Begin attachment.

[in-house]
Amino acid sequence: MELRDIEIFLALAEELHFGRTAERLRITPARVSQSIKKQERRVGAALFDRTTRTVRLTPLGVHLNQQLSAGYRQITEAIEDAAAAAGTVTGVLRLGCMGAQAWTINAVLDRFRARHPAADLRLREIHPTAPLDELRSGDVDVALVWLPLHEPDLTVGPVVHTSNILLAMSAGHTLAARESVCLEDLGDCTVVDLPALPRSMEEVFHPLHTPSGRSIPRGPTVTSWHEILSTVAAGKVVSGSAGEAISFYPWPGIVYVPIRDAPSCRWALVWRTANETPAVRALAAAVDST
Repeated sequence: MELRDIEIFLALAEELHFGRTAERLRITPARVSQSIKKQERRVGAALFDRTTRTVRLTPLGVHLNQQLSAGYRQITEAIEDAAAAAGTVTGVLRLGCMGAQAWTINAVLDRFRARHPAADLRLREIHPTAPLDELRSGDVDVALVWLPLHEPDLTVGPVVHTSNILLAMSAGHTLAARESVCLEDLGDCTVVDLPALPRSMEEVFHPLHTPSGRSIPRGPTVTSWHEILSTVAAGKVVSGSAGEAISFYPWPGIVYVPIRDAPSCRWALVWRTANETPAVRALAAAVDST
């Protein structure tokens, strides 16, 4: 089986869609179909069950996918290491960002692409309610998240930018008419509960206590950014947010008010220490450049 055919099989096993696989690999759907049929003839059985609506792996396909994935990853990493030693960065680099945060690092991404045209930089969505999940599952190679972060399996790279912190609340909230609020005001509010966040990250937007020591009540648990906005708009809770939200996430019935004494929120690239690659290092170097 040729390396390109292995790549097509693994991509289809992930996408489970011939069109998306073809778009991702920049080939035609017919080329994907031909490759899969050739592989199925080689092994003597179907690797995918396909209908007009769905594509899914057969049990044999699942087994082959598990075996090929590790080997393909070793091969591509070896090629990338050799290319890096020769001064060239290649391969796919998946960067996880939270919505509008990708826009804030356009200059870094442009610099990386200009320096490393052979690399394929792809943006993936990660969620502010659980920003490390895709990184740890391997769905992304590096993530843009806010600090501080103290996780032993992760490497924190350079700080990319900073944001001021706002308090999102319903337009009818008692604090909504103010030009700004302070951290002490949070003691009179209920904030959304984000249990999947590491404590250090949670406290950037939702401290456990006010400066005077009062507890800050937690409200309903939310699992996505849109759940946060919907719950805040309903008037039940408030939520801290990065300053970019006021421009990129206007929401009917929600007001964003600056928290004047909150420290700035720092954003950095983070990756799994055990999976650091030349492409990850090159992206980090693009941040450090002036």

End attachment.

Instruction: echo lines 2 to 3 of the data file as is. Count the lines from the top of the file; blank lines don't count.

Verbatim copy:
Amino acid sequence: MELRDIEIFLALAEELHFGRTAERLRITPARVSQSIKKQERRVGAALFDRTTRTVRLTPLGVHLNQQLSAGYRQITEAIEDAAAAAGTVTGVLRLGCMGAQAWTINAVLDRFRARHPAADLRLREIHPTAPLDELRSGDVDVALVWLPLHEPDLTVGPVVHTSNILLAMSAGHTLAARESVCLEDLGDCTVVDLPALPRSMEEVFHPLHTPSGRSIPRGPTVTSWHEILSTVAAGKVVSGSAGEAISFYPWPGIVYVPIRDAPSCRWALVWRTANETPAVRALAAAVDST
Repeated sequence: MELRDIEIFLALAEELHFGRTAERLRITPARVSQSIKKQERRVGAALFDRTTRTVRLTPLGVHLNQQLSAGYRQITEAIEDAAAAAGTVTGVLRLGCMGAQAWTINAVLDRFRARHPAADLRLREIHPTAPLDELRSGDVDVALVWLPLHEPDLTVGPVVHTSNILLAMSAGHTLAARESVCLEDLGDCTVVDLPALPRSMEEVFHPLHTPSGRSIPRGPTVTSWHEILSTVAAGKVVSGSAGEAISFYPWPGIVYVPIRDAPSCRWALVWRTANETPAVRALAAAVDST